A light on Luminance, CITY PRESS, Business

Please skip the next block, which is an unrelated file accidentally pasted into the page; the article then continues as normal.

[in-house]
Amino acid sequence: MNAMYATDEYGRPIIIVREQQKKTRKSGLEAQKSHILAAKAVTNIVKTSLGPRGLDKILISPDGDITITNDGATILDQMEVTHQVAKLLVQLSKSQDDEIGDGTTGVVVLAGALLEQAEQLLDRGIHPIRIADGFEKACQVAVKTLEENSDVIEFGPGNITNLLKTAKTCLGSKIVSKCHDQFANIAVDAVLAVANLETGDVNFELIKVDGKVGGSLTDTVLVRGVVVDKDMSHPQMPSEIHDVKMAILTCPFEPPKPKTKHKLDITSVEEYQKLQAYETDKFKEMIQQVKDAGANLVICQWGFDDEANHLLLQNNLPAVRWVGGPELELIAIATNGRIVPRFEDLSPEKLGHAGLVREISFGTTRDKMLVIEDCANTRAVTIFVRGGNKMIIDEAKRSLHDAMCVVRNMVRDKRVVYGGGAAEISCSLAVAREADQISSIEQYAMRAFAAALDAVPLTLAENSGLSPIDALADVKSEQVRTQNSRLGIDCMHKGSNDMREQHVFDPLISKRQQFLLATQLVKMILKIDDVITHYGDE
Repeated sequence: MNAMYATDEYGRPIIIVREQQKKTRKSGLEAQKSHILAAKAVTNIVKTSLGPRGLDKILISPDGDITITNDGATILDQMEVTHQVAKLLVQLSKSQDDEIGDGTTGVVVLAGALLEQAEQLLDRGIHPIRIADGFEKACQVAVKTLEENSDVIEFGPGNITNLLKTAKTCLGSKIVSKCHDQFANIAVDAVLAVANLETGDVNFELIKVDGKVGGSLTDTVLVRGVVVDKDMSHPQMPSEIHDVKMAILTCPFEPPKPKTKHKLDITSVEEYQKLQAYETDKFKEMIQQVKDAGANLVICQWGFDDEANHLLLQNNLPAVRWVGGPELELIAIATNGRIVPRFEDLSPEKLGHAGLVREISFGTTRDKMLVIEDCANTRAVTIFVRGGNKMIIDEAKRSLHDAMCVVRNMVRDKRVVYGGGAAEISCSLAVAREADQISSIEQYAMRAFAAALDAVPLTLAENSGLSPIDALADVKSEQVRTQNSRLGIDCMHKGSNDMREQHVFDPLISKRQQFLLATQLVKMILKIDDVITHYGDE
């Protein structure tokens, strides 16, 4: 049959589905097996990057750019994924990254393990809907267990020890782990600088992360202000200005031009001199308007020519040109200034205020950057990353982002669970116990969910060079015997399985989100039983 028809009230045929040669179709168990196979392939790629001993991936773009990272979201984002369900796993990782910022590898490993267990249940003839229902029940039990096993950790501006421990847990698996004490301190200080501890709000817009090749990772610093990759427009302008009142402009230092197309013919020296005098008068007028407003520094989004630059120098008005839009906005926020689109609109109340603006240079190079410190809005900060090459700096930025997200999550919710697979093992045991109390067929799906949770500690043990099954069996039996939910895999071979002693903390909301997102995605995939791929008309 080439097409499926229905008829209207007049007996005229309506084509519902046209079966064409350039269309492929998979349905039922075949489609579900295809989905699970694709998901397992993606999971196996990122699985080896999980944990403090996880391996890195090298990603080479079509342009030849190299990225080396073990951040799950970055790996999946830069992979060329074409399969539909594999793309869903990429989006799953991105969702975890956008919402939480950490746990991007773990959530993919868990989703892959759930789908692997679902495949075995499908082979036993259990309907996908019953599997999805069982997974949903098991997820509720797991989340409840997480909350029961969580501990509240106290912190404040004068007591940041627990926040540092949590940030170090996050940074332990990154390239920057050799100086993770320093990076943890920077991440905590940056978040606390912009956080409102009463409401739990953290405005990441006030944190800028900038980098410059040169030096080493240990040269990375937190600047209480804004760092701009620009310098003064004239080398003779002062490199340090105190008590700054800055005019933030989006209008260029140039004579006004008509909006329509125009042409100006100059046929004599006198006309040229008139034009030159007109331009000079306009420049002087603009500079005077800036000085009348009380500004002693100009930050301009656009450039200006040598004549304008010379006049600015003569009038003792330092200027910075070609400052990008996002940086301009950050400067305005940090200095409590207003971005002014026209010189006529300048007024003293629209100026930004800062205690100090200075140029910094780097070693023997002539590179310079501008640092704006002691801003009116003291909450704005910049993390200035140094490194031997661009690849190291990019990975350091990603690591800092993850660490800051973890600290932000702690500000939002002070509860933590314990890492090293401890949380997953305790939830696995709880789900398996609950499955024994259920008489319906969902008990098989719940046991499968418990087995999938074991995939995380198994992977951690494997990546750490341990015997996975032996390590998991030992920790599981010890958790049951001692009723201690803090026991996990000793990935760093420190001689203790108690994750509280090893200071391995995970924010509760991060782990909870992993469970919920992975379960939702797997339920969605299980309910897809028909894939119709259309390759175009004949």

Nonstories about Ndalo Luxury Ventures serve no positive purpose in broader empowerment discourse, writes kmani Qubeka The story in City Press on September 7 2014, ''Luminance loan was not quite paid'', continues to perpetuate selective criticism ofblack economic empowerment and economic transformation. Who cares that the loan was ''not quite paid''? The notion of debt restructuring is a normal business financing practice, and of course it has nothing to do with BEE. The ensuing debate on the funding of Luminance, a retail business founded by the entrepreneurial and enterprising Khanyi Dhlomo of Ndalo Luxury Ventures, clearly demonstrates the absence of ''headline-grabbing news'' and displays a lack of a clear understanding of the core objectives of BEE and its broader scope towards total economic emancipation for the majority of black people in South Africa. According to most of those opposed to Dhlomo's project, it was okay for the ''top-of-theleague'' stronger black boys to be funded through public sector BEE funding schemes, such as those provided by the Industrial Development Corporation, to acquire stakes in predominantlywhite owned companies, even if no single job was created in the process.